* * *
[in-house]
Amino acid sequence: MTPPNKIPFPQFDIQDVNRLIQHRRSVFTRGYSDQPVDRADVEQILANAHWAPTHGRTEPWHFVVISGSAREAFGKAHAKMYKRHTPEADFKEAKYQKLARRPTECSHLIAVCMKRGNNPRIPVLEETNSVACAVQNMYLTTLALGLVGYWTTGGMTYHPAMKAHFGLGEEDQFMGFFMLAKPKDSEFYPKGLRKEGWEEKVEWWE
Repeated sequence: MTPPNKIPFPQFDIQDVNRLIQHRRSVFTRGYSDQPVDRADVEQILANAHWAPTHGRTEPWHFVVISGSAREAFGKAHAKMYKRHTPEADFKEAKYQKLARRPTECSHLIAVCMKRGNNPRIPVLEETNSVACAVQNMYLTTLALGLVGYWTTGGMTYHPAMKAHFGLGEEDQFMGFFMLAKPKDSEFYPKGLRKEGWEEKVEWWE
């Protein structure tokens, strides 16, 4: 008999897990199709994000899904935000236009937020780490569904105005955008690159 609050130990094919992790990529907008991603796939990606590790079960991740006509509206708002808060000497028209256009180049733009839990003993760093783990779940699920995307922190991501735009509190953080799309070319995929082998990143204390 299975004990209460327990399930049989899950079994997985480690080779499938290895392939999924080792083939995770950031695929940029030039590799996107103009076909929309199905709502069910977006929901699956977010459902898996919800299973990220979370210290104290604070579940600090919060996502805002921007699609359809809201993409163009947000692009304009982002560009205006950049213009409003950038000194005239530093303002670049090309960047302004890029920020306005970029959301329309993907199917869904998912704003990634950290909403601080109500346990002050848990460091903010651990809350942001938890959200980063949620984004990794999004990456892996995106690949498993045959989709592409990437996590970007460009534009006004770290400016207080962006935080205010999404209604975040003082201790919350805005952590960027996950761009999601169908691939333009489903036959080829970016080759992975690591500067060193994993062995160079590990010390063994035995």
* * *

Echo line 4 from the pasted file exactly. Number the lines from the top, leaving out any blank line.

């Protein structure tokens, strides 16, 4: 008999897990199709994000899904935000236009937020780490569904105005955008690159 609050130990094919992790990529907008991603796939990606590790079960991740006509509206708002808060000497028209256009180049733009839990003993760093783990779940699920995307922190991501735009509190953080799309070319995929082998990143204390 299975004990209460327990399930049989899950079994997985480690080779499938290895392939999924080792083939995770950031695929940029030039590799996107103009076909929309199905709502069910977006929901699956977010459902898996919800299973990220979370210290104290604070579940600090919060996502805002921007699609359809809201993409163009947000692009304009982002560009205006950049213009409003950038000194005239530093303002670049090309960047302004890029920020306005970029959301329309993907199917869904998912704003990634950290909403601080109500346990002050848990460091903010651990809350942001938890959200980063949620984004990794999004990456892996995106690949498993045959989709592409990437996590970007460009534009006004770290400016207080962006935080205010999404209604975040003082201790919350805005952590960027996950761009999601169908691939333009489903036959080829970016080759992975690591500067060193994993062995160079590990010390063994035995």